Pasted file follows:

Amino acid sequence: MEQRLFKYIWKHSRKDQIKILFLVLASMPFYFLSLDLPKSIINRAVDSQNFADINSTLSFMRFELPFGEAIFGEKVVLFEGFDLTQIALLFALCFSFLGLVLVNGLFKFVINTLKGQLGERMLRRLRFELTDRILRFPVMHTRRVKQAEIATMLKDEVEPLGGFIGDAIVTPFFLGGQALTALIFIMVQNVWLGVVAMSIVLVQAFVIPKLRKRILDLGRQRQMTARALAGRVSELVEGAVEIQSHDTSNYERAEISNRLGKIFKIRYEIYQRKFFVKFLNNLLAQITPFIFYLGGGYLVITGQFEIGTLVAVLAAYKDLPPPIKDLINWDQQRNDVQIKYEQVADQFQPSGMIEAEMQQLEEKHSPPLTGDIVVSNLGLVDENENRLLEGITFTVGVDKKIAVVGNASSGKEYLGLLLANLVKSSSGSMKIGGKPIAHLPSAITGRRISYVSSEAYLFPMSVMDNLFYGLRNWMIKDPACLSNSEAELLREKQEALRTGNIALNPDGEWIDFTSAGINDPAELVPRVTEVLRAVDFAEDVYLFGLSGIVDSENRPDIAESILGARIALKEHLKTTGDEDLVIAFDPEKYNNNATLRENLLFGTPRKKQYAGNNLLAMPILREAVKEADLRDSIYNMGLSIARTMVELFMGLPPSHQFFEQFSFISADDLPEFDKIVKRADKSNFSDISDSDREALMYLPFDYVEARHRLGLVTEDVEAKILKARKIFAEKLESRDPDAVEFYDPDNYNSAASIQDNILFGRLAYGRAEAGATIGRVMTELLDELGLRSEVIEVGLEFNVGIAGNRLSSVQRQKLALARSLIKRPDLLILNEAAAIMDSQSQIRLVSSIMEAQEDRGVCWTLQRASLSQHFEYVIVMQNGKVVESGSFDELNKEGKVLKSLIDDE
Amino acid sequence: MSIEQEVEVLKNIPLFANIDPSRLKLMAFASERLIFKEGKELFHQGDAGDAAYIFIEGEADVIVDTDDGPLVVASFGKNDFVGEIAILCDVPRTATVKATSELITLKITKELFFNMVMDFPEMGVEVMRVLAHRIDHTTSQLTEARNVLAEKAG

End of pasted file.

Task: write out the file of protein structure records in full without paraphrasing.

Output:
Amino acid sequence: MEQRLFKYIWKHSRKDQIKILFLVLASMPFYFLSLDLPKSIINRAVDSQNFADINSTLSFMRFELPFGEAIFGEKVVLFEGFDLTQIALLFALCFSFLGLVLVNGLFKFVINTLKGQLGERMLRRLRFELTDRILRFPVMHTRRVKQAEIATMLKDEVEPLGGFIGDAIVTPFFLGGQALTALIFIMVQNVWLGVVAMSIVLVQAFVIPKLRKRILDLGRQRQMTARALAGRVSELVEGAVEIQSHDTSNYERAEISNRLGKIFKIRYEIYQRKFFVKFLNNLLAQITPFIFYLGGGYLVITGQFEIGTLVAVLAAYKDLPPPIKDLINWDQQRNDVQIKYEQVADQFQPSGMIEAEMQQLEEKHSPPLTGDIVVSNLGLVDENENRLLEGITFTVGVDKKIAVVGNASSGKEYLGLLLANLVKSSSGSMKIGGKPIAHLPSAITGRRISYVSSEAYLFPMSVMDNLFYGLRNWMIKDPACLSNSEAELLREKQEALRTGNIALNPDGEWIDFTSAGINDPAELVPRVTEVLRAVDFAEDVYLFGLSGIVDSENRPDIAESILGARIALKEHLKTTGDEDLVIAFDPEKYNNNATLRENLLFGTPRKKQYAGNNLLAMPILREAVKEADLRDSIYNMGLSIARTMVELFMGLPPSHQFFEQFSFISADDLPEFDKIVKRADKSNFSDISDSDREALMYLPFDYVEARHRLGLVTEDVEAKILKARKIFAEKLESRDPDAVEFYDPDNYNSAASIQDNILFGRLAYGRAEAGATIGRVMTELLDELGLRSEVIEVGLEFNVGIAGNRLSSVQRQKLALARSLIKRPDLLILNEAAAIMDSQSQIRLVSSIMEAQEDRGVCWTLQRASLSQHFEYVIVMQNGKVVESGSFDELNKEGKVLKSLIDDE
Amino acid sequence: MSIEQEVEVLKNIPLFANIDPSRLKLMAFASERLIFKEGKELFHQGDAGDAAYIFIEGEADVIVDTDDGPLVVASFGKNDFVGEIAILCDVPRTATVKATSELITLKITKELFFNMVMDFPEMGVEVMRVLAHRIDHTTSQLTEARNVLAEKAG